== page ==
Drugs that act on the respiratory system include antiasthmatic bronchodilators Corticosteroids mast cell stabilizers Leukotriene receptor antagonists Antihistamines Cough preparations Nasal decongestants expectorants antitussives

expectorants (mucokinetics):

these are drugs which increase bronchial secretion or reduce its viscosity,facilitating its removal by coughing. they are believed to "loosen"cough which becomes less tiring and more productive. used for productive cough conditions. expectorants (mucokinetics)

expectorants:

expectorants a)directly acting sodium and potassium citrate potassium iodide guaiacol balsum of tolu b)reflexly acting ammonium chloride or carbonate potassium iodide c)mucolytics bromhexine ambroxol acetyl cysteine and carbocisteine

antitussives:

these are drugs that act in the CNS to raise the threshold of cough centre or act peripherally in the respiratory tract to reduce tussal impulses,or both these actions. Because they aim to control rather than eliminate cough,antitussives should be used only for dry unproductive cough or if cough is unduly tiring,disturbs sleep or is hazardous. mainly used for unproductive cough. antitussives

antitussives:

antitussives a)opioids ~ codeine ~pholcodeine ~morphine ~ethylmorphine b)non-opioids ~noscapine ~dextromethorphan ~oxeladin ~chlophedianol c)antihistamine ~ chlorpheniramine ~diphenhydramine ~promethazine

nasal decongestant:

A decongestant (or nasal decongestant) is a type of pharmaceutical drug that is used to relieve nasal congestion in the upper respiratory tract. The active ingredient in most decongestants is either pseudoephedrine or phenylephrine (the latter of which has disputed efficacy). These are alpha-agonists which on topical application as dilute solution (0.05-0.1%) produce local vasoconstriction. Regular use of these agents for long periods should be avoided because mucosal ciliary function is impaired: atrophic rhinitis and anosmia can occur due to persistent vasoconstriction. nasal decongestant

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Common decongestants include: Ephedrine Levomethamphetamine Naphazoline Oxymetazoline Phenylephrine Phenylpropanolamine Propylhexedrine Synephrine Tetrahydrozoline Xylometazoline Pseudoephedrine—controlled in some jurisdictions for over the counter use Tramazoline

bronchodilators:

bronchodilators A bronchodilator is a substance that dilates the bronchi and bronchioles, decreasing resistance in the respiratory airway and increasing airflow to the lungs. Bronchodilators may be endogenous (originating naturally within the body), or they may be medications administered for the treatment of breathing difficulties. They are most useful in obstructive lung diseases, of which asthma and chronic obstructive pulmonary disease are the most common conditions Bronchodilators are either short-acting or long-acting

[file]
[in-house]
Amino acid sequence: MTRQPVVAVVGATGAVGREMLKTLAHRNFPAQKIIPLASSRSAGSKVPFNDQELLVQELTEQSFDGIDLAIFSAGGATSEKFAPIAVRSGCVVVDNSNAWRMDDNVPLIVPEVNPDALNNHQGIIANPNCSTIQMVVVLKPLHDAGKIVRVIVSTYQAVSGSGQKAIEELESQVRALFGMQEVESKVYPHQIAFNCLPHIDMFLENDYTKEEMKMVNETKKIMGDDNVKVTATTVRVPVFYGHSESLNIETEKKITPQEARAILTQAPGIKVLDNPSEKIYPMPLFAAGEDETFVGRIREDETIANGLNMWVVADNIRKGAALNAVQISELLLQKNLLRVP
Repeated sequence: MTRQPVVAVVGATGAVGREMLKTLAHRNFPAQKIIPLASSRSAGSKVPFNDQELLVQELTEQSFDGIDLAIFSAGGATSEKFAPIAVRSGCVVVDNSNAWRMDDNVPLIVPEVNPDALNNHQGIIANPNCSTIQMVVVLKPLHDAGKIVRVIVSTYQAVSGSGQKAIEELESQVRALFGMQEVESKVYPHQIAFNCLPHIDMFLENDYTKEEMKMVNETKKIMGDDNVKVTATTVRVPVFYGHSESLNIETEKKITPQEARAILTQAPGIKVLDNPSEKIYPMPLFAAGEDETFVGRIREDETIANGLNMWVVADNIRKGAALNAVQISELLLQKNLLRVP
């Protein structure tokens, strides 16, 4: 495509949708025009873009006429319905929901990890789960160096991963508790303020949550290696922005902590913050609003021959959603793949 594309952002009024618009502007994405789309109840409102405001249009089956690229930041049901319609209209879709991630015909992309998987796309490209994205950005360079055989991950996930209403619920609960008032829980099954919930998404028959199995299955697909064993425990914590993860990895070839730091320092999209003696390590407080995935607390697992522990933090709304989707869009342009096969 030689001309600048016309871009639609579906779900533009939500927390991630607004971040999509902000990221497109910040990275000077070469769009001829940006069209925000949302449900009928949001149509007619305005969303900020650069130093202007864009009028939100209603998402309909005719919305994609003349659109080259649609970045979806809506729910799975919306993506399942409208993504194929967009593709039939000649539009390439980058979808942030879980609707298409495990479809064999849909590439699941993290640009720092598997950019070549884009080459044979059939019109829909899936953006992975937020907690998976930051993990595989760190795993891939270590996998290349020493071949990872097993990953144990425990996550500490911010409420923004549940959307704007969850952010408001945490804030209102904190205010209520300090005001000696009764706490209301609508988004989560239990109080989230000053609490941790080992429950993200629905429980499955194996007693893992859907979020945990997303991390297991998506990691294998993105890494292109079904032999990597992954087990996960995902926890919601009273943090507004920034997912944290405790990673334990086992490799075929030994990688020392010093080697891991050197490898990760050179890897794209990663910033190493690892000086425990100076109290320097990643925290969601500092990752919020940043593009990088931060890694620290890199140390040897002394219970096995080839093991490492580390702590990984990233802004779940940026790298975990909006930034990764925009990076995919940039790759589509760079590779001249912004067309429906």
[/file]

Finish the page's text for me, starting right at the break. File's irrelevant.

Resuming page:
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The bronchodilators are divided in short- and long-acting groups. Short-acting bronchodilators are used for relief of bronchoconstriction, while long-acting bronchodilators are predominantly used as preventers. Short-acting bronchodilators include: Salbutamol/albuterol (Proventil or Ventolin) Levosalbutamol/levalbuterol Pirbuterol Epinephrine Racemic Epinephrine (Asthmanefrin, Primatene Mist Replacement) Ephedrine (Bronkaid) Terbutaline

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Long-acting bronchodilators include Salmeterol (Serevent) Clenbuterol (Spiropent) Formoterol Bambuterol Indacaterol

leukotriene antagonists:

since it was realized that cystenyl leukotrienes (LT-C 4 /D 4 ) are important mediators of bronchial asthma,effords were made to develop their antagonists and synthesis inhibitors. two cystenyl LT 1 receptor antagonists montelukast and zafirlukast have recently become available leukotriene antagonists

mast cell stabilizers:

Mast cell stabilizers are cromone medications used to prevent or control certain allergic disorders. They block a calcium channel essential for mast cell degranulation, stabilizing the cell and thereby preventing the release of histamine and related mediators. mast cell stabilizers

examples of mast cell stabilizers:

examples of mast cell stabilizers sodium cromoglycate nedocromil sodium ketotifen Cromoglicic acid

CORTICOSTEROIDS:

these benefit by reducing bronchial hyperreactivity,mucosal edema and by supperssing inflammatory response to AG:AB reaction or other trigger stimuli. it was realised that asthma is an iinflammatory disease,the attending inflammatory response is suppressed by glucocorticoids. CORTICOSTEROIDS